Collegiate Commentary: Five facets of the Student Voice

Prisms reflecting blue light on a black background
Image credit: Michael Dziedzic, Unsplash, CC0

In this post, we share with you the Collegiate Commentary from our latest Teaching Matters newsletter↗️: Five facets of the Student Voice that featured the Mar-April Student Voice series↗️. Simon Varwell, Senior Development Consultant from Student Partnerships in Quality Scotland (sparqs↗️), highlights the importance of ‘authentic and constructive dialogue’ in student partnership activities and gives a glimpse into the unfolding future in this area.

Student engagement, student voice and student partnership are some of the many terms that describe the ways in which students can shape their learning and wider student experience, and the task of defining them generates a multitude of perspectives and views. The five facets of student voice↗️ at The University of Edinburgh, highlighted in the newsletter↗️ are a great contribution, and as individual prompts or a collective framework they provide a useful basis for reflection by staff and students. Many institutions have similar approaches to interpreting their partnership activities: UHI’s Student Partnership Agreement↗️, for example, is underpinned by eight themes, and there are seven principles of student partnership at Robert Gordon University, Aberdeen↗️Scotland’s Student Engagement Framework↗️ is based on five key elements and six features that are often used as the basis for student engagement strategies.

Scotland's Student Engagement Framework, sparqs
Scotland’s Student Engagement Framework. Image credit:↗️

However you cut the cake, or whatever prompts you build discussions on, what matters most is that you have, as sparqs’ student partnership staircase↗️ states, an “authentic and constructive dialogue”. That means, for example, as highlighted by Nichola and my colleague Megan in their post “Quality and the Student Voice↗️”, doing a survey is in itself merely an information-gathering exercise. What elevates that survey to being part of a dialogic partnership, however, is when students and staff work together beforehand to co-design the format and wording of the survey, and again afterwards to analyse the results, extrapolate priorities, and develop actions.

sparqs' student partnership staircase, sparqs
sparqs’ student partnership staircase. Image credit:↗️

That all, of course, needs to be done in a joined up and strategised manner, and therefore the two facets offered in the newsletter↗️ – horizontality and representation make for a powerful pairing. Just like sparqs’ own tool for mapping student engagement in institutional structures↗️, it is important that student reps speak not only to the staff they work most closely with but also connect the views of students they represent with the activity of senior students’ association officers.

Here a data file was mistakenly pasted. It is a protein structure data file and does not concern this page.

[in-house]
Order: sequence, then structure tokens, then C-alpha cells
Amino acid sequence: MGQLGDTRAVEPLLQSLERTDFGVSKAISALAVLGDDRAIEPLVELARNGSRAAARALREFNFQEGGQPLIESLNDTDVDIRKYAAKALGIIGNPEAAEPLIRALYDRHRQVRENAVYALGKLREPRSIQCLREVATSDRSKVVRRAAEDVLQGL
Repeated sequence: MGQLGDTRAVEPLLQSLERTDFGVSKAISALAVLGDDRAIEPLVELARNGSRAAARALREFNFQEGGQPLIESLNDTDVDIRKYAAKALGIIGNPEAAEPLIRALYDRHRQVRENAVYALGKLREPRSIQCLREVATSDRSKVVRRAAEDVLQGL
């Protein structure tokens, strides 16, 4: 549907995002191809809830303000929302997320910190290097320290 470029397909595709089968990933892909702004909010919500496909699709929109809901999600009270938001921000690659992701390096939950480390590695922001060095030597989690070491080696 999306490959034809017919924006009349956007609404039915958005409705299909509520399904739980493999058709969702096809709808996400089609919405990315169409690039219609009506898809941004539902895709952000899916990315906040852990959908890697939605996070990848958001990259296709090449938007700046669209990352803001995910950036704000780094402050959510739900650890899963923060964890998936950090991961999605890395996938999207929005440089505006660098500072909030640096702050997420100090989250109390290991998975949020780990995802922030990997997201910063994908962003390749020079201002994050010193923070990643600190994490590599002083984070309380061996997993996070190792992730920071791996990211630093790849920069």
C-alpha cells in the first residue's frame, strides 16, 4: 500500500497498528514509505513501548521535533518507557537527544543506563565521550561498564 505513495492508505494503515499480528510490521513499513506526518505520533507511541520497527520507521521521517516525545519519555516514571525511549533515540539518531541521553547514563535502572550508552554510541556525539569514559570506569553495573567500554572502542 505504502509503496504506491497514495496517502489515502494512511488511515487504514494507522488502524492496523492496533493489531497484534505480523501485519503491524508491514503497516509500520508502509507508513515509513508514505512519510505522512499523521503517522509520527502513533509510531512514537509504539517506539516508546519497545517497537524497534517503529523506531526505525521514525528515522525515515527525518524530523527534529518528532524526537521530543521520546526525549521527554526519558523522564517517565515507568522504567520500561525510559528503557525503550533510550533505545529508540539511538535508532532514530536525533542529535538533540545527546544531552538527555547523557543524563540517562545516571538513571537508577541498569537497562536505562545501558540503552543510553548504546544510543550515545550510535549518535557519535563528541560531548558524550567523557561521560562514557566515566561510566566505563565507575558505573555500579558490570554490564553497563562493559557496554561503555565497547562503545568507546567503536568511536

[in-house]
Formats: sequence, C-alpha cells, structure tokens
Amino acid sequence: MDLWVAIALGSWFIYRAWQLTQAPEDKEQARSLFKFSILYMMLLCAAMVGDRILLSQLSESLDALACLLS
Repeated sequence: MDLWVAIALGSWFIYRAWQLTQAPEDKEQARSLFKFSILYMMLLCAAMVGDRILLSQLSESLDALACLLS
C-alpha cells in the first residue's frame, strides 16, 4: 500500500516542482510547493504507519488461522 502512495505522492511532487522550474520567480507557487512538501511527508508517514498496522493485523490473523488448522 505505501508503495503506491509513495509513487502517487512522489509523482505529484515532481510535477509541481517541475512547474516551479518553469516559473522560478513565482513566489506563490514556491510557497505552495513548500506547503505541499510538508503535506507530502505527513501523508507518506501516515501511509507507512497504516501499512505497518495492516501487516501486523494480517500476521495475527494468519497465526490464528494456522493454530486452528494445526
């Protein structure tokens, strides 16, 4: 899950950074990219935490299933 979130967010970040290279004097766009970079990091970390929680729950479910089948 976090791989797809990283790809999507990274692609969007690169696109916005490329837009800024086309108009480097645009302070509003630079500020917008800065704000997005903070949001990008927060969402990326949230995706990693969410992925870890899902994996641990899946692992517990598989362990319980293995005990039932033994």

Effective training and support for reps to do this is vital, hence sparqs’ extensive support for course rep training↗️, and one of the key points our training includes is that reps should understand the (increasing) diversity of the students that they represent and can articulate this effectively in decision-making. We are also gathering data↗️ on whether the reps themselves reflect the diversity of the students they represent.

Looking to the near future, it’s an exciting time of change for student partnership in our sector. Our Student Learning Experience model↗️, currently at the heart of our course rep training, and our partnership staircase (above) are both being redeveloped to play a key part in the tertiary quality arrangements↗️ forthcoming in 2024. These will place student-created principles of good learning and an updated model of partnership at the heart of conversations about quality, meaning student engagement will be even more to the fore than it already is in Scotland. So hang on to those five facets of the student voice↗️, because we’ll be developing lots more thinking like that in the years to come.

Photograph of the authorSimon Varwell

Simon Varwell is Senior Development Consultant at sparqs↗️, Scotland’s national agency for student engagement, where he leads on institutional support and staff development. He is a Principal Fellow of the Higher Education Academy and a graduate of the University of Winchester’s Masters in Student Engagement, and is the author of various articles and book contributions↗️ on student engagement and partnership. He can be found on Twitter↗️ and LinkedIn↗️.

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